During my first semester of school, and into my second semester I read children’s books because I had been told it was an important part of being a children’s librarian. Over the past year I have found that this is true—but it takes more than a belief in this theory to keep reading, to keep blogging and avoid burn out.
Semester One: The Rookie
A year ago I started library school. I began my coursework with a children’s literature survey to balance out the rigor of my metadata class in my first semester. “Literature for Youth” covered historic and current trends in youth literature while also discussing evaluation models for children’s books. Throughout the semester we read top picks across genres, eras and award winners. The class required me to keep an ongoing blog that discussed one or two books I had read each week. The class was great, blogging was even better, and I fell in love with children’s literature. At the end of the semester I made the naive vow that I would keep reading and keep blogging because it would make me a great librarian someday—and it was fun.
Semester Two: Payoff
My children’s literature class was over—finding time to read got a bit harder. In my first semester reading was built into my coursework—it was for school—I had to do it. In my second semester, my courses required a different kind of reading. Keeping up with my blog took time and commitment, but I was still eager and up for the challenge. Eventually my work paid off. At the end of my second semester of school I started part-time work in a children’s library. I owe a lot of the credit to my blog—it was a great source of conversation during my interview and my comfort level with children’s books gave me a lot of confidence in the process.
Semester Three: The Summer of Burnout
This summer I took two classes, I worked a full-time job and I started my part-time library job. I began the summer semester with the expectation that I would read and blog as I had in the previous semesters. I loved reading, I loved blogging, I had a new library job—I would make time for reading. What was I thinking? I’m not sure how other people do with summer courses—the two classes I took were beyond difficult on a 10 week timeline—especially with my workload. Reading and blogging began to feel like a burden. Not living up to my expectations for myself felt worse.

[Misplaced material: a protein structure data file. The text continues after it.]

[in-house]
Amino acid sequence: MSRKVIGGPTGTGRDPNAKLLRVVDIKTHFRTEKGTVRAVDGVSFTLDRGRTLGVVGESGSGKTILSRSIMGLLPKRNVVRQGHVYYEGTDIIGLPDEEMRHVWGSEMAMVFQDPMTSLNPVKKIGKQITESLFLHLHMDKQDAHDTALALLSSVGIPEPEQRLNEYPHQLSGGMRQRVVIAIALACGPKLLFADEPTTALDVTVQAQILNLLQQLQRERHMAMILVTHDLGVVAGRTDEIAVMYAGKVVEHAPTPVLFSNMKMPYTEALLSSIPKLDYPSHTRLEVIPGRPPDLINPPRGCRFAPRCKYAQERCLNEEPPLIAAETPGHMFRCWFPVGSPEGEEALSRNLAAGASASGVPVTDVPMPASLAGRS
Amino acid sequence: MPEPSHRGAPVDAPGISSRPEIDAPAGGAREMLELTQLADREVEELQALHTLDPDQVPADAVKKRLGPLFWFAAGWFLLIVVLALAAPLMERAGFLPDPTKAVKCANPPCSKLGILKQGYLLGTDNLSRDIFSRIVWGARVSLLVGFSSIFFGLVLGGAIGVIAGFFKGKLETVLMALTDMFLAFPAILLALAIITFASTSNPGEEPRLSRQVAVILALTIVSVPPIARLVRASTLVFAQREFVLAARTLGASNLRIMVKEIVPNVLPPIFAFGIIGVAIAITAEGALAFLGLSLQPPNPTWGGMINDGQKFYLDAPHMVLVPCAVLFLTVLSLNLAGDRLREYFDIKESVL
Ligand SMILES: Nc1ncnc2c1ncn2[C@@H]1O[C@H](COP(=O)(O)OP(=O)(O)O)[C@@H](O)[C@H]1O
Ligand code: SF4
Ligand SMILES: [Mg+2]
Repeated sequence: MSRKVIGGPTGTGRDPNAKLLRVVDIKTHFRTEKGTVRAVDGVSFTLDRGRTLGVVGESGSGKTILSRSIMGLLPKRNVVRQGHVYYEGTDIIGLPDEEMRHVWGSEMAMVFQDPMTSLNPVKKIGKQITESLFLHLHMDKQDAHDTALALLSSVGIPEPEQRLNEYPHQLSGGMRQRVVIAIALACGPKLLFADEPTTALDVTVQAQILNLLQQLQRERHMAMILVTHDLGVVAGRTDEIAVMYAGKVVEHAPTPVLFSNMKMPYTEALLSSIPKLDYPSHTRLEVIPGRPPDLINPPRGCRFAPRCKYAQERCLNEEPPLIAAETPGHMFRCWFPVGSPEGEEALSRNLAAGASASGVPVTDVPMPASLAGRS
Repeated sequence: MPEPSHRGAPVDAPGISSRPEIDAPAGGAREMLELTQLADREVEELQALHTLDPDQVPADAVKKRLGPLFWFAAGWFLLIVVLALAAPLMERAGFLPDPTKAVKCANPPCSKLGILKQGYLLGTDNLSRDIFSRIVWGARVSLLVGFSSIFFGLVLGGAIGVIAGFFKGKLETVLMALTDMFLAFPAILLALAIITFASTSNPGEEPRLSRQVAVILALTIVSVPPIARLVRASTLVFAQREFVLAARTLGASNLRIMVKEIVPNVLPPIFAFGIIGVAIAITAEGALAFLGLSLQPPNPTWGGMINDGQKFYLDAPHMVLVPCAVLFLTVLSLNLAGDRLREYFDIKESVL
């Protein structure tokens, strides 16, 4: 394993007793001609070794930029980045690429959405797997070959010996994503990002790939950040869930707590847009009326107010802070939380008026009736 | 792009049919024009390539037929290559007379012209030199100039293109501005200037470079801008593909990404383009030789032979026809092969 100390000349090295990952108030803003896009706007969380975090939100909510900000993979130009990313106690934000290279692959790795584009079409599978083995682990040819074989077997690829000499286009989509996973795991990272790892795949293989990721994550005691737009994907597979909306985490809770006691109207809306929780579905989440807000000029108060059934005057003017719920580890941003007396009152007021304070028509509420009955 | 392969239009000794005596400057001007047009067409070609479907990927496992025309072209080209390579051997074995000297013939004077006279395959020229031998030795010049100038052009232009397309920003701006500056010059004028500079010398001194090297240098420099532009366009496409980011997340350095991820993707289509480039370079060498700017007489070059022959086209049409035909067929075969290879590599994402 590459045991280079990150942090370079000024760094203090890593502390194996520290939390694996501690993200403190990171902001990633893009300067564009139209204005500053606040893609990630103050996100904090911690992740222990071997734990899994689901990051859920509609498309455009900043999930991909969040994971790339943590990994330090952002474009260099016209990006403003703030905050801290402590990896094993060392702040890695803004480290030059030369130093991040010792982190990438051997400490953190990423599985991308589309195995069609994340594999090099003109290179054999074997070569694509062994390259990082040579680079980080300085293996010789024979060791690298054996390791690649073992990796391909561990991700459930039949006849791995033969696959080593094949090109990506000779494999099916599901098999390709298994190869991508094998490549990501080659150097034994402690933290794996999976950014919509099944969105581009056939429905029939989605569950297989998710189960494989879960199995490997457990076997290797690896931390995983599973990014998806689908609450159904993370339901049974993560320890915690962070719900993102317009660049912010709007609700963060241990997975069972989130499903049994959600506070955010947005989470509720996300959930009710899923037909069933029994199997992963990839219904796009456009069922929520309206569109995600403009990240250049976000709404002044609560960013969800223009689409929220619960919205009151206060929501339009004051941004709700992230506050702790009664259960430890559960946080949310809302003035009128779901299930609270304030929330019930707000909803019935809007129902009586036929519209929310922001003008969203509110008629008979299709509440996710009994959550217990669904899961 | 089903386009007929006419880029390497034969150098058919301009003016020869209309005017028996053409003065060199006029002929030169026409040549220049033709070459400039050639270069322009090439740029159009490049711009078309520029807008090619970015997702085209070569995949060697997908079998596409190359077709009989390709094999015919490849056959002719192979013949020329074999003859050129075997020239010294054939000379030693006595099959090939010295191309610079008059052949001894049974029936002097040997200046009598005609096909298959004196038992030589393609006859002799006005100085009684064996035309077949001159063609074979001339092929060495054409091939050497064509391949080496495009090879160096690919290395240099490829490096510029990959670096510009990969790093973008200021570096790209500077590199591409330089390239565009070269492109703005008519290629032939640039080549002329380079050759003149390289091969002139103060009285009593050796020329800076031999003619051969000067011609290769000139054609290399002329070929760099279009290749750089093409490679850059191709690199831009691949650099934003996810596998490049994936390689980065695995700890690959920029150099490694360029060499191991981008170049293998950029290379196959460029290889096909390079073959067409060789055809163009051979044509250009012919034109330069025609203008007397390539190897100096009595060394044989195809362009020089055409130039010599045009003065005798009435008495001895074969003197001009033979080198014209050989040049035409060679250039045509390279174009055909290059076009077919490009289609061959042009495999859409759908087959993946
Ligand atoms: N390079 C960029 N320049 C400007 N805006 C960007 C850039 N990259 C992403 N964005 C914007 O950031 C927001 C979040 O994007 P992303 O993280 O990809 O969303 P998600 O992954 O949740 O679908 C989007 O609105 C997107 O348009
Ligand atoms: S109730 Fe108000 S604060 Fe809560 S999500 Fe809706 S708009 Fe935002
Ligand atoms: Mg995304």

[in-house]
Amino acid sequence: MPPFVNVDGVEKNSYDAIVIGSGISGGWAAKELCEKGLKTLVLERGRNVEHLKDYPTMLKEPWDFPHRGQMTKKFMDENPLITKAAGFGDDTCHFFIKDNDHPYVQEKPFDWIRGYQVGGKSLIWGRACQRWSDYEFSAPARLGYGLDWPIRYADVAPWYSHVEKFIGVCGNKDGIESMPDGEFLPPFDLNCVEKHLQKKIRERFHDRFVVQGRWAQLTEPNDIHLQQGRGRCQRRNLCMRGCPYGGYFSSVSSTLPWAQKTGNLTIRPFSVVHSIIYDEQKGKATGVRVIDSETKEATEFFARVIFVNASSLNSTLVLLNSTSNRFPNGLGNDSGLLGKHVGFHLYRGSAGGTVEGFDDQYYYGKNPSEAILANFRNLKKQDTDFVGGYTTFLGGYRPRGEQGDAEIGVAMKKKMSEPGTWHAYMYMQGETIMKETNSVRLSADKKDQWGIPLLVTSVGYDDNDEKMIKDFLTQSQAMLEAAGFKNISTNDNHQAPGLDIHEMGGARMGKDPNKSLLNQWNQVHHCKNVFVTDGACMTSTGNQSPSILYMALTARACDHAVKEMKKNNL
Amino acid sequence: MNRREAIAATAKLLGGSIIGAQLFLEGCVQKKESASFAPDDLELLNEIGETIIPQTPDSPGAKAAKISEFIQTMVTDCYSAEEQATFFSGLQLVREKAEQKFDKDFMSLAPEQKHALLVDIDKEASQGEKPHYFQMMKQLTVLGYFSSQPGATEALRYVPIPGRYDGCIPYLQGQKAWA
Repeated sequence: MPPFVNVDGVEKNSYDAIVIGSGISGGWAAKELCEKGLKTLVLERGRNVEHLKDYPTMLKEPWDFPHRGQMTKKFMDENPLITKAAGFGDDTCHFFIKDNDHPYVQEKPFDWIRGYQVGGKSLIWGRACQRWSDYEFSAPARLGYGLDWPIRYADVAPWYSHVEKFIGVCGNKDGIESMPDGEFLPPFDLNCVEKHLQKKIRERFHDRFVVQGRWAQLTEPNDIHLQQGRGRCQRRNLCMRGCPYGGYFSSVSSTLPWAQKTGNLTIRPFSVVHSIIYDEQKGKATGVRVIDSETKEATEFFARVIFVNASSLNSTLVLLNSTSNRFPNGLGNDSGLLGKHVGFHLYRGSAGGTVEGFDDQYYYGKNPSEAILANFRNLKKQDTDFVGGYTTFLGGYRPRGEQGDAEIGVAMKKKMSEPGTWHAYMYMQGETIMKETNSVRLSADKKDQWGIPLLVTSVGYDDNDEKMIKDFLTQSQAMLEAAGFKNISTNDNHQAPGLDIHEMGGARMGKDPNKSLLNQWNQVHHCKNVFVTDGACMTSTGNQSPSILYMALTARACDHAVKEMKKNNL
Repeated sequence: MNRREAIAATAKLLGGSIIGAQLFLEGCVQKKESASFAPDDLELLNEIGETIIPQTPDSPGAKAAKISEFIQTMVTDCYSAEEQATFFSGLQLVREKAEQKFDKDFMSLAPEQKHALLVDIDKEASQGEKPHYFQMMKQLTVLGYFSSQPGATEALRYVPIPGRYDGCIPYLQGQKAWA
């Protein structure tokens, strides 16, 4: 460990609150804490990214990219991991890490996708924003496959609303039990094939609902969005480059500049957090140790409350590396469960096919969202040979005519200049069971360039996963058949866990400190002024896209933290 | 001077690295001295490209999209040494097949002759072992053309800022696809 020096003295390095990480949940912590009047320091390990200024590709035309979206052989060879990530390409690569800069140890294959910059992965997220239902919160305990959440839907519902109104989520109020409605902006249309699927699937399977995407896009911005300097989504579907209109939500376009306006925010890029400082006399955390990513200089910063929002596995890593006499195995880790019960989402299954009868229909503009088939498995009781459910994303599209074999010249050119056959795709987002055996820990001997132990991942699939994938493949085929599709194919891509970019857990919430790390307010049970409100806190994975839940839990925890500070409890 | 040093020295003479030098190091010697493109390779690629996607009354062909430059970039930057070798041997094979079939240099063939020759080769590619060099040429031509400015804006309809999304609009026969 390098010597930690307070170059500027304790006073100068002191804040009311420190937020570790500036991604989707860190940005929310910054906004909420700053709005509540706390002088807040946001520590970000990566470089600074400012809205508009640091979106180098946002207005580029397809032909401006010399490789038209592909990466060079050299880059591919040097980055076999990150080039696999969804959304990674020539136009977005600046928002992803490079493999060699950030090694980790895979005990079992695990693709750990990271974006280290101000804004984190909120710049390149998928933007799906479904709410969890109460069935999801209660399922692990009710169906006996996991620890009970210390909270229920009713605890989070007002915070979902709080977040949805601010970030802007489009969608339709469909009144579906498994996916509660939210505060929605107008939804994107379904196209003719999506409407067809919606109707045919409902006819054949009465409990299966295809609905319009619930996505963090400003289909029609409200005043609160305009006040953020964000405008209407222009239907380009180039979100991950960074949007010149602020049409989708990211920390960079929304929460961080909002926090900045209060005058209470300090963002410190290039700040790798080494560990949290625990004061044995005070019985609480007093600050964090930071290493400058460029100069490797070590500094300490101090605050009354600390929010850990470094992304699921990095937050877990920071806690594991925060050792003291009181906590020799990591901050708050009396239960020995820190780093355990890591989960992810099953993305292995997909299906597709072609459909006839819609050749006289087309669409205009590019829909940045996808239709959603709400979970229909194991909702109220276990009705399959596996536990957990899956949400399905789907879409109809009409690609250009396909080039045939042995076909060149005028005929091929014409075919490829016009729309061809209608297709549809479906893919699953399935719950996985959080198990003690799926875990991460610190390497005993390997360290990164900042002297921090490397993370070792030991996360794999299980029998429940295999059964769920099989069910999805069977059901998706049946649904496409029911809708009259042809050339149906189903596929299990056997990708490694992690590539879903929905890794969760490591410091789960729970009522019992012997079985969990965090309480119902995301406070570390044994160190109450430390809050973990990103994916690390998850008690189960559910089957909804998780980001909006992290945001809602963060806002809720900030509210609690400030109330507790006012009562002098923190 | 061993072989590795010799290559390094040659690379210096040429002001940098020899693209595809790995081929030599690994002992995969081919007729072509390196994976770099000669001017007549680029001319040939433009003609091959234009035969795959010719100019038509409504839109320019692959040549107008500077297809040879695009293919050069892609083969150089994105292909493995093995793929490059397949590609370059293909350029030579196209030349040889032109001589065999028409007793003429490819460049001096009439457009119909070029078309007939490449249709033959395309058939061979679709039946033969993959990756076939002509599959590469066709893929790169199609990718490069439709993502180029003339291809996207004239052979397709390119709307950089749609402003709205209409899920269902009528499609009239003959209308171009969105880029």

Semester Four: The Rescue and Renewal
At the end of the summer work eased up and I had more time to read. However, I realized that reading children’s literature with the idea of being a better librarian was not enough reason for me. The theory made sense but it didn’t make sense when all I did was read in my “spare time” or chastise myself for not reading. One of the adult librarians at my job recognized my burn out and she rescued me. I was expressing my frustration with adolescent protagonists–she asked me what kind of grown up books I like to read. I responded with David Sedaris. She stepped away from the desk and returned with a copy of Carl Hiaasen’s Skin Tight. I read like a grown up for a while, when I didn’t want to read—I didn’t read. I took a break.
In the past few weeks, I’ve been faced with some serious readers advisory work. My patrons never cease to challenge me. During these readers advisory sessions I have discovered and internalized why I need to read children’s literature. There is a frustration on both sides of the desk when I can’t help a patron find the right book. Yet nothing feels better than a genuine book talk that leads to a happy patron. In the practice of helping patrons, I have found the truth in the theory I learned in my first semester of library school. Being a great children’s librarian takes a commitment to children’s resources. Reading children’s literature is part of the job. At the same time, a job is a job and a work/life balance must be struck. I’m learning to identify when I am bored or bogged down with kids’ books or blogging about kids books. When that happens, I indulge myself with a mystery (written for adults)—or a break.